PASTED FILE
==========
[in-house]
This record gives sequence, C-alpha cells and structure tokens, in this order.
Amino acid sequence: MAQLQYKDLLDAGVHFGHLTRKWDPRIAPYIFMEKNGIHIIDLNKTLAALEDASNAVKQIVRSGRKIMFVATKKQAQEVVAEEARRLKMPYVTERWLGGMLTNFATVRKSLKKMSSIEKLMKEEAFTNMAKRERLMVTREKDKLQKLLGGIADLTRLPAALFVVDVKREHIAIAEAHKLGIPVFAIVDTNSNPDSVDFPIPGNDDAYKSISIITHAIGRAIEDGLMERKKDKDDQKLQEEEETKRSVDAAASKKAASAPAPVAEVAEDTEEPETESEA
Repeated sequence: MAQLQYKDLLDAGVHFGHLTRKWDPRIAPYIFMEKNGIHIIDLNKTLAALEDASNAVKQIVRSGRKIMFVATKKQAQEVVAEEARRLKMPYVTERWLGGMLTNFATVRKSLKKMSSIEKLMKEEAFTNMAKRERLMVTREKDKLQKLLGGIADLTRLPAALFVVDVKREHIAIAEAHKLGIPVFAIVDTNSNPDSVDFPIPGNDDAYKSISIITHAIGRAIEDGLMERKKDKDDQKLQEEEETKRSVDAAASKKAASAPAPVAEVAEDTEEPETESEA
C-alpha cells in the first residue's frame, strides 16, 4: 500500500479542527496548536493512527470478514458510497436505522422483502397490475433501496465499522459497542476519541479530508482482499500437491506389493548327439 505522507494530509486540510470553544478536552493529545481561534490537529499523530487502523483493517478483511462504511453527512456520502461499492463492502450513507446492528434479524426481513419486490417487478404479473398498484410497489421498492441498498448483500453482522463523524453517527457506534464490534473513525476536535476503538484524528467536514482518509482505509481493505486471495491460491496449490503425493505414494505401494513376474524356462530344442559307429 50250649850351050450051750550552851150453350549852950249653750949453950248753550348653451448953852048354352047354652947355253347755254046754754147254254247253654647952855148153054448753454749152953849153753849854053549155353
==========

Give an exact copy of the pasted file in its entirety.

[in-house]
This record gives sequence, C-alpha cells and structure tokens, in this order.
Amino acid sequence: MAQLQYKDLLDAGVHFGHLTRKWDPRIAPYIFMEKNGIHIIDLNKTLAALEDASNAVKQIVRSGRKIMFVATKKQAQEVVAEEARRLKMPYVTERWLGGMLTNFATVRKSLKKMSSIEKLMKEEAFTNMAKRERLMVTREKDKLQKLLGGIADLTRLPAALFVVDVKREHIAIAEAHKLGIPVFAIVDTNSNPDSVDFPIPGNDDAYKSISIITHAIGRAIEDGLMERKKDKDDQKLQEEEETKRSVDAAASKKAASAPAPVAEVAEDTEEPETESEA
Repeated sequence: MAQLQYKDLLDAGVHFGHLTRKWDPRIAPYIFMEKNGIHIIDLNKTLAALEDASNAVKQIVRSGRKIMFVATKKQAQEVVAEEARRLKMPYVTERWLGGMLTNFATVRKSLKKMSSIEKLMKEEAFTNMAKRERLMVTREKDKLQKLLGGIADLTRLPAALFVVDVKREHIAIAEAHKLGIPVFAIVDTNSNPDSVDFPIPGNDDAYKSISIITHAIGRAIEDGLMERKKDKDDQKLQEEEETKRSVDAAASKKAASAPAPVAEVAEDTEEPETESEA
C-alpha cells in the first residue's frame, strides 16, 4: 500500500479542527496548536493512527470478514458510497436505522422483502397490475433501496465499522459497542476519541479530508482482499500437491506389493548327439 505522507494530509486540510470553544478536552493529545481561534490537529499523530487502523483493517478483511462504511453527512456520502461499492463492502450513507446492528434479524426481513419486490417487478404479473398498484410497489421498492441498498448483500453482522463523524453517527457506534464490534473513525476536535476503538484524528467536514482518509482505509481493505486471495491460491496449490503425493505414494505401494513376474524356462530344442559307429 50250649850351050450051750550552851150453350549852950249653750949453950248753550348653451448953852048354352047354652947355253347755254046754754147254254247253654647952855148153054448753454749152953849153753849854053549155353